Reports have emerged that an administrative error resulted in a number of Arts graduates from last year being awarded an incorrect Grade Point Average (GPA).
The University Observer understands that the error affected students who started their undergraduate course in 2005, but who sat repeat exams in their second and/or third years. This was due to the unique grading system in place during the first year of UCD’s Horizons program, which was launched in 2005.
Problems arose in 2006 when students were informed that their GPA would be split evenly between second and third years. Following numerous complaints from both students and student representatives regarding how late students were informed of the change, academic authorities amended the degree weighting. Second year results were reduced to 30 per cent of students’ final GPA, with third year results making up the remaining 70 per cent.
However, in subsequent years, the exam results from both second and third year have been awarded equal weighting in determining a student’s final GPA.
Initially, Arts students who started in 2005 and graduated this year having sat repeats, did not have their GPA calculated as agreed. Their GPA was originally split evenly between second and third year instead of the original 30/70 weighting. The mistake was subsequently corrected.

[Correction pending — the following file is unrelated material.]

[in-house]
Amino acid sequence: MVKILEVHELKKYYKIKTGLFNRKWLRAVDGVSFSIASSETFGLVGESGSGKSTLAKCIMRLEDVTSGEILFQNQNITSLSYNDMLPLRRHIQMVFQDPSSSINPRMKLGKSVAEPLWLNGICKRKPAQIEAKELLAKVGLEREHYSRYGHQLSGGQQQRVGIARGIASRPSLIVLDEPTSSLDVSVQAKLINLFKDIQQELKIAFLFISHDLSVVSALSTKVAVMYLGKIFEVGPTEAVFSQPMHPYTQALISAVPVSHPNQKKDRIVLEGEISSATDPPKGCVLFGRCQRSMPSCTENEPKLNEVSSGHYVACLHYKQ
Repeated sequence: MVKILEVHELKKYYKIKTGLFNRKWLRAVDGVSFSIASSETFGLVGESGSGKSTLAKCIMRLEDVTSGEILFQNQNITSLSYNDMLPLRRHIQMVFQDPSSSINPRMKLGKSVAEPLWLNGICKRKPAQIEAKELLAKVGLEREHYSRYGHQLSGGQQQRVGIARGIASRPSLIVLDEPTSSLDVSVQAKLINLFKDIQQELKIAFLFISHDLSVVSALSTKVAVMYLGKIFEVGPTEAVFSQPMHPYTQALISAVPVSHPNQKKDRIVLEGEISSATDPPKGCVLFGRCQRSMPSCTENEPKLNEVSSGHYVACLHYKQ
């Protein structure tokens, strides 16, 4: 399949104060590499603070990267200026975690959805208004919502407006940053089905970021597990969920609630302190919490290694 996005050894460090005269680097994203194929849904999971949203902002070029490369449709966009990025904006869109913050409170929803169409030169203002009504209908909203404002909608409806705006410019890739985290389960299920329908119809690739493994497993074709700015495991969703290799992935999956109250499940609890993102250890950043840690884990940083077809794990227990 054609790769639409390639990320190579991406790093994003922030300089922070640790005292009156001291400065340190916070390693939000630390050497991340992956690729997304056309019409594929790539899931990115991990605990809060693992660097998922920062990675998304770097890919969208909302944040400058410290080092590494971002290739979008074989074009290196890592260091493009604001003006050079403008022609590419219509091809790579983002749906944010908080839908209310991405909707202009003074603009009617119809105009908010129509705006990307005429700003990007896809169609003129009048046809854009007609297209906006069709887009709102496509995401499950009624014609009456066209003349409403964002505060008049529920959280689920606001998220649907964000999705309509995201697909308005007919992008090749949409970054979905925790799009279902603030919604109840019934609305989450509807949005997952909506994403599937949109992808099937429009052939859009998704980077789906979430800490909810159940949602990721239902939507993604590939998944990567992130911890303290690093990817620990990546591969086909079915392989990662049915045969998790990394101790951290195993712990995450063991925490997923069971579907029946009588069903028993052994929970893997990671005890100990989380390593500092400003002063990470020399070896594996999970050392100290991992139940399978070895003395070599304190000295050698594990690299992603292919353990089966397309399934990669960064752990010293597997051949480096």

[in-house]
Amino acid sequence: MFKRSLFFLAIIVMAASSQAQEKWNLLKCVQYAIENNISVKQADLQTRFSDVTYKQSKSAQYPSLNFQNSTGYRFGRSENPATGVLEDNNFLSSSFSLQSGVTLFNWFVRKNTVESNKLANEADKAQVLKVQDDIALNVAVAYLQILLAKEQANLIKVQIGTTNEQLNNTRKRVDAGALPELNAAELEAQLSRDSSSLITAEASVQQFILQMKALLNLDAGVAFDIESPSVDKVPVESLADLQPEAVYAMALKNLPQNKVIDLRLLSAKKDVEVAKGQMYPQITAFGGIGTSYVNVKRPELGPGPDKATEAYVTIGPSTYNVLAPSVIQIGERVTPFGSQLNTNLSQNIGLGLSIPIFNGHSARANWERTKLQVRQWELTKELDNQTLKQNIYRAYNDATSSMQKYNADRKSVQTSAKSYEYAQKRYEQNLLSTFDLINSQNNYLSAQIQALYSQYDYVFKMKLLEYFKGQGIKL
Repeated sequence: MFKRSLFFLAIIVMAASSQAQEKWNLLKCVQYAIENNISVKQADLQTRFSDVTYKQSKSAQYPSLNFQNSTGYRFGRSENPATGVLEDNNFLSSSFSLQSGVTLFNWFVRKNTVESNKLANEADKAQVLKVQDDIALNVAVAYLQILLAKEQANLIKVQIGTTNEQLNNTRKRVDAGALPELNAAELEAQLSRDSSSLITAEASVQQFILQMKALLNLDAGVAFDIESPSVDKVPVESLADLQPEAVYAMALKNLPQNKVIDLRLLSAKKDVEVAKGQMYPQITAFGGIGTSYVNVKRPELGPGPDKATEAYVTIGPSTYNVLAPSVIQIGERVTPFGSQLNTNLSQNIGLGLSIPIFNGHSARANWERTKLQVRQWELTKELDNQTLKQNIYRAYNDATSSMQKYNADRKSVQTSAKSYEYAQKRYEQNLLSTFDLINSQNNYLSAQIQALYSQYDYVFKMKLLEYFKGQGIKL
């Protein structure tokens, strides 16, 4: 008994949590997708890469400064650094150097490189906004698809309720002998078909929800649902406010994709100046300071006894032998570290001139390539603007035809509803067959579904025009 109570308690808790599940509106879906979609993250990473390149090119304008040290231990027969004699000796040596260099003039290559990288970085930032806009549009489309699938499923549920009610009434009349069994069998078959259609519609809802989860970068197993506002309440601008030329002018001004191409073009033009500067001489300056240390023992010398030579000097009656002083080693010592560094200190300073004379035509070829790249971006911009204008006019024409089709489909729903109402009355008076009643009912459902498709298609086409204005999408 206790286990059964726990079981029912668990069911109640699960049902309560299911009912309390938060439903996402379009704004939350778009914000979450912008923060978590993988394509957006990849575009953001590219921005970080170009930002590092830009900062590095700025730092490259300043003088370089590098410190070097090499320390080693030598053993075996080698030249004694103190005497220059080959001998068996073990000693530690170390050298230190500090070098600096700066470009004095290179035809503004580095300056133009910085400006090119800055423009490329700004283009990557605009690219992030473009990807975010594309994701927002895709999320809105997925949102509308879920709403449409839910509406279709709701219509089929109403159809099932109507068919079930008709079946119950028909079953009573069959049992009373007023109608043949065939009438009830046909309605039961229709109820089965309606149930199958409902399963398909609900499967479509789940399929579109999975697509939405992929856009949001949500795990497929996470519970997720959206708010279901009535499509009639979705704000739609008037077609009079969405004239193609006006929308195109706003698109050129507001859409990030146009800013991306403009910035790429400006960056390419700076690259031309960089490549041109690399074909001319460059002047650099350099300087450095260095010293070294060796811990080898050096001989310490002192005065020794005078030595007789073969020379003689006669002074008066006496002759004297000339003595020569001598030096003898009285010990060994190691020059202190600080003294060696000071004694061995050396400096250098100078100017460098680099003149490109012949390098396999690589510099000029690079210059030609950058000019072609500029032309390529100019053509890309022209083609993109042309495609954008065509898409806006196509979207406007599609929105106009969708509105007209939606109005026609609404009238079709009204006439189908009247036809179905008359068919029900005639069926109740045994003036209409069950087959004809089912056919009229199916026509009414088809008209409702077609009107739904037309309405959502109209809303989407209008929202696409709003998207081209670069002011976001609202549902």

One student affected by the miscalculation explained, “I was concerned when I saw that the original GPA given was not as high as expected […] UCD, to their credit, did correct my grade a number of weeks later, but this mistake was easily preventable.”
“This had the potential to upset and worry students, especially those depending on [their final degree grade] to get a postgraduate course,” the former student continued. “Thankfully, despite the mistaken grade I was given I was still accepted to my chosen postgraduate course, but others may not have.”
An official statement from the University stated that there had been “no general issue in relation to final year grades this year”, but that if a student wished to query their final grade they should “follow the normal appeals procedure.”